Modern rail manufacturing technology is considered in the new standard EN 13674 of the European Community. Different to existing specifications, it is a performance based standard. Some of the manufacturing techniques are defined in order to ensure that the rail shows good service properties. The steel may be produced either by the basic oxygen process (BOF) or in an electric arc furnace although the latter is currently not used in Europe. Ingot casting is no longer allowed. Secondary metallurgy is more or less standard practice. Vacuum degassing is mandatory in order to avoid rail breakage caused by flakes and non-metallic inclusions. The manufacturer has to apply a quality management system to ensure consistent product quality and to pass a qualifying procedure to become approved for delivery. The rail manufacturing process consists of the following        Blast furnace; Steel-making; Continuous casting; Rolling; Straightening; Measurements (ultrasonic, geometry, manual inspection); Final acceptance.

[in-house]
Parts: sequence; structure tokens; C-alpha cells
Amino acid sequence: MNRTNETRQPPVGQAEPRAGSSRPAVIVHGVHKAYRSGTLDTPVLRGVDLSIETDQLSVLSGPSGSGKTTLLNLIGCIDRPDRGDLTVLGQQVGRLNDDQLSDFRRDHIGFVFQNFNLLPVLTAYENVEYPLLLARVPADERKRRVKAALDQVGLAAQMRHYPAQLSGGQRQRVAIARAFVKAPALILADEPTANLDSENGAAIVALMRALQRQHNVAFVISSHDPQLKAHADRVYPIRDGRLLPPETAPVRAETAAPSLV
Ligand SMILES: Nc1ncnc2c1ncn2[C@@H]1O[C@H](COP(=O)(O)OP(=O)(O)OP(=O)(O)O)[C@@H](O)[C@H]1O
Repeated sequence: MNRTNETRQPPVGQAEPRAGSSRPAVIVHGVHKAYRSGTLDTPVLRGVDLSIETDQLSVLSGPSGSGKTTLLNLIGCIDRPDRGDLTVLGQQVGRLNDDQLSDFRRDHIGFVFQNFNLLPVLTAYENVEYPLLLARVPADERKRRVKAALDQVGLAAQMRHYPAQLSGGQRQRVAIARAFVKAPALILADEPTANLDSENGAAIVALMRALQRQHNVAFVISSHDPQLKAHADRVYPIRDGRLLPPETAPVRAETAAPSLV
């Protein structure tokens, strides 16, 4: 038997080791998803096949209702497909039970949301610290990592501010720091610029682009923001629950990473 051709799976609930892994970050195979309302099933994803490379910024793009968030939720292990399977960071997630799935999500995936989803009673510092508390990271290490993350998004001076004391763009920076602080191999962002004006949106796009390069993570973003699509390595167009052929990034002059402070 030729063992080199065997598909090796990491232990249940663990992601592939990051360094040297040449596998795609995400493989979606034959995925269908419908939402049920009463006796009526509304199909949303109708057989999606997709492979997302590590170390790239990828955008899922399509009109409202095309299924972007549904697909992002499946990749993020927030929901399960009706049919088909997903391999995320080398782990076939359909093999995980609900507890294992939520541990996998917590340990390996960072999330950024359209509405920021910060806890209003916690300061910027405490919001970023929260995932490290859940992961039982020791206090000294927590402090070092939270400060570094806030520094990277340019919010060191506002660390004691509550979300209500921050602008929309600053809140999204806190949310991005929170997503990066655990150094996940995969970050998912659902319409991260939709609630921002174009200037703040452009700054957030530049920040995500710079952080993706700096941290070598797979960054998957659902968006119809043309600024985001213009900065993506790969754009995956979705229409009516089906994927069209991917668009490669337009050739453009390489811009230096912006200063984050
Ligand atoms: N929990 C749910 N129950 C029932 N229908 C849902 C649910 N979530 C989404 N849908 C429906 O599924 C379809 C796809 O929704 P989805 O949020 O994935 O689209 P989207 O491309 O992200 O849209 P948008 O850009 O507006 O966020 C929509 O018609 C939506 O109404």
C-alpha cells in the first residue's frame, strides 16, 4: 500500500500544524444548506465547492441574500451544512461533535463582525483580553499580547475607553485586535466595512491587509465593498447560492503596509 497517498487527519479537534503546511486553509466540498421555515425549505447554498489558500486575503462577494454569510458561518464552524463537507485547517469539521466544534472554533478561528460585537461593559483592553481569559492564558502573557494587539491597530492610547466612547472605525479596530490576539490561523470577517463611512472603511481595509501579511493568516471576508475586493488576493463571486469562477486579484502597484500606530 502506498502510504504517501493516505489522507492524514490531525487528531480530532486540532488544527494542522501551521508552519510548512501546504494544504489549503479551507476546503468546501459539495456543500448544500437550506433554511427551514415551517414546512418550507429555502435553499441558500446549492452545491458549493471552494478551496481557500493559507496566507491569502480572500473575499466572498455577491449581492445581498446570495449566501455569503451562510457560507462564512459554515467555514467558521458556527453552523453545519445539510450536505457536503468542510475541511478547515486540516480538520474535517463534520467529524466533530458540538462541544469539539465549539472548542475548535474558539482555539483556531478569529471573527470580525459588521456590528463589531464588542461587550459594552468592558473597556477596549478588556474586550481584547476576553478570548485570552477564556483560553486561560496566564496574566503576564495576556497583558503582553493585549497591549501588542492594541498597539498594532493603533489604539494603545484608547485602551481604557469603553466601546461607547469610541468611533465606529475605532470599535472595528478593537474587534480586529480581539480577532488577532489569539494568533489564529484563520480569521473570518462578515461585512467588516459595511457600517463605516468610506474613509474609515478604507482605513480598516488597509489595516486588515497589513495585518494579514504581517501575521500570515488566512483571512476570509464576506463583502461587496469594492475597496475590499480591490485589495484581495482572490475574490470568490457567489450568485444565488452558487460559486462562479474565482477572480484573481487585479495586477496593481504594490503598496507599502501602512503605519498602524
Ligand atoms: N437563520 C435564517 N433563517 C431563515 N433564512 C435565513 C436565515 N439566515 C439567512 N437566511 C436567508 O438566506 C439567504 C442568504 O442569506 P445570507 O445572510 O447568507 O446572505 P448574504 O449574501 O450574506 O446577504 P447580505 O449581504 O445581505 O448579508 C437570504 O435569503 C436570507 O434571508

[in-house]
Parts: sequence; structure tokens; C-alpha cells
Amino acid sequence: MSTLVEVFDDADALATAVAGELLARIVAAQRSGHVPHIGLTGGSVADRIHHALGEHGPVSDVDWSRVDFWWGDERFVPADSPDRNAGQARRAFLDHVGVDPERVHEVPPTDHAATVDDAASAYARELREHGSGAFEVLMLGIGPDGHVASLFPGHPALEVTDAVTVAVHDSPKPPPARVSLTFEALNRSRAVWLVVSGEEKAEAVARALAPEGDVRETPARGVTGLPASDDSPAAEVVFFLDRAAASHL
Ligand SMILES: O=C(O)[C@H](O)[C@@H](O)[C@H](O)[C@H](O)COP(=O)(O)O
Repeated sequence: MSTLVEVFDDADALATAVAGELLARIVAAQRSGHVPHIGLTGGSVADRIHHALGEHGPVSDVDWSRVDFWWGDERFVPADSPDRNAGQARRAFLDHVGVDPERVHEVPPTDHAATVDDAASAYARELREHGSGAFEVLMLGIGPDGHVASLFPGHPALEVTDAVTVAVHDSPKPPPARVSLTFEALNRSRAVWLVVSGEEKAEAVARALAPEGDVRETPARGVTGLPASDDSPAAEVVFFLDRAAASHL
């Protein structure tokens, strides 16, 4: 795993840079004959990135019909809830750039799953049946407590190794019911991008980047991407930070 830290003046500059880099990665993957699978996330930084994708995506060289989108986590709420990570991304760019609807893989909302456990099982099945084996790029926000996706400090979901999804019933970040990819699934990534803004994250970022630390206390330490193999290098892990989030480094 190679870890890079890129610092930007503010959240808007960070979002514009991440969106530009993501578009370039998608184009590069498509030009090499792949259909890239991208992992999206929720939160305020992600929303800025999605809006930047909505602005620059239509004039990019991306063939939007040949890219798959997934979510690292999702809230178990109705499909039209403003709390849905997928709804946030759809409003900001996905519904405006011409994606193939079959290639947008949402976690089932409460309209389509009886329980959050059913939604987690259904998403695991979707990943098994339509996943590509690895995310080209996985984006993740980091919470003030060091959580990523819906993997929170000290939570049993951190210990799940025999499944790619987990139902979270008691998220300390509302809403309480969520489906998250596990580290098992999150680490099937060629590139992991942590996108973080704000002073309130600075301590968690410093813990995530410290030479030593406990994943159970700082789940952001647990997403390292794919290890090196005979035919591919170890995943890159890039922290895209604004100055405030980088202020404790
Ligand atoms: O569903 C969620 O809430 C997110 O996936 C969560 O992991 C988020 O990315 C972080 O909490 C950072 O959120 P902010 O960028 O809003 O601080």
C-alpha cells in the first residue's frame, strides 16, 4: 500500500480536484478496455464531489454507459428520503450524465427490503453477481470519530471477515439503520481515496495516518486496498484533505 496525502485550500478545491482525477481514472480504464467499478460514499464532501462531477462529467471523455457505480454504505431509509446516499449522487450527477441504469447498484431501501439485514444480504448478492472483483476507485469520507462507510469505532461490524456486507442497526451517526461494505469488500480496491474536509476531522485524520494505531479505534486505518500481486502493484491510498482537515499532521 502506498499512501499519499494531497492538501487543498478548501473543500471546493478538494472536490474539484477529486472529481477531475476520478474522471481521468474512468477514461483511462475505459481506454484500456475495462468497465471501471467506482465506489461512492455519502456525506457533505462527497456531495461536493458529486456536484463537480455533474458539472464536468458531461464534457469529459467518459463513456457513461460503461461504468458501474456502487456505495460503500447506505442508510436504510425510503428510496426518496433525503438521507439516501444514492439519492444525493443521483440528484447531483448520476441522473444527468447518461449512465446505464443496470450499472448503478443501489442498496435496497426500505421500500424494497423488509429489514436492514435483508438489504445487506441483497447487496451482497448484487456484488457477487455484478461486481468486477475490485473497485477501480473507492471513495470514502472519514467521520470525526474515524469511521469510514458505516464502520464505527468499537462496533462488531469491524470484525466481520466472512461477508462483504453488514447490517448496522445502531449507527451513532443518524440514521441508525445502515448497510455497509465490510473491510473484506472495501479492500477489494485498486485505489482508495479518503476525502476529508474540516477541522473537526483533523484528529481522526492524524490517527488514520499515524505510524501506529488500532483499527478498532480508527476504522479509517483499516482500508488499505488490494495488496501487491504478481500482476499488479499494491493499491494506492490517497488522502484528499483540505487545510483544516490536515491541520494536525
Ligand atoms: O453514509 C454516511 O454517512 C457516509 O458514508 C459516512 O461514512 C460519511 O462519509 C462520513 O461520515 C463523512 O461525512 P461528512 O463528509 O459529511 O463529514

Rail Maintenance
Rail maintenance means the total process of maintenance and renewal required to ensure that the track meets safety and quality standards at minimum cost. gives a schematic summary of the various components, which go to make up the maintenance process. Annual maintenance on the NS network, with its 4500 km of main line tracks, comprises renewal of roughly 140 km of main line, 40 km of secondary tracks and sidings, 1000 km of mechanical tamping, 60 km of ballast cleaning, 10 km of corrective grinding and renewal of 250 switches. In addition to this the track requires spot main-tenance on a daily basis.

A feature mainly applied on heavy haul railways is asymmetric grinding by means of which the wheel/rail contact point is shifted towards the inside of the high rail and towards the outside of the low rail. This gives better steering of the wheelset by which flanging is prevented or at least reduced, thus lessening the problem of side wear, severe corrugations and shelling.

Mechanised Rail maintenance
The aim of a complete continuous action, production- line treatment of the track with quality control of the completed work is achieved with the concept of a Mechanised Maintenance Train MDZ consisting of the levelling, lining, tamping machine, the ballast regulator and the dynamic track stabiliser. The last machine of the consist should also be equipped with a track recorder to document the finished job. The MDZ can be composed in different performance categories but it is important that the machines match in working and travelling speed.

Reference
http://en.wikipedia.org/wiki/Rail_profile http://www.esveld.com/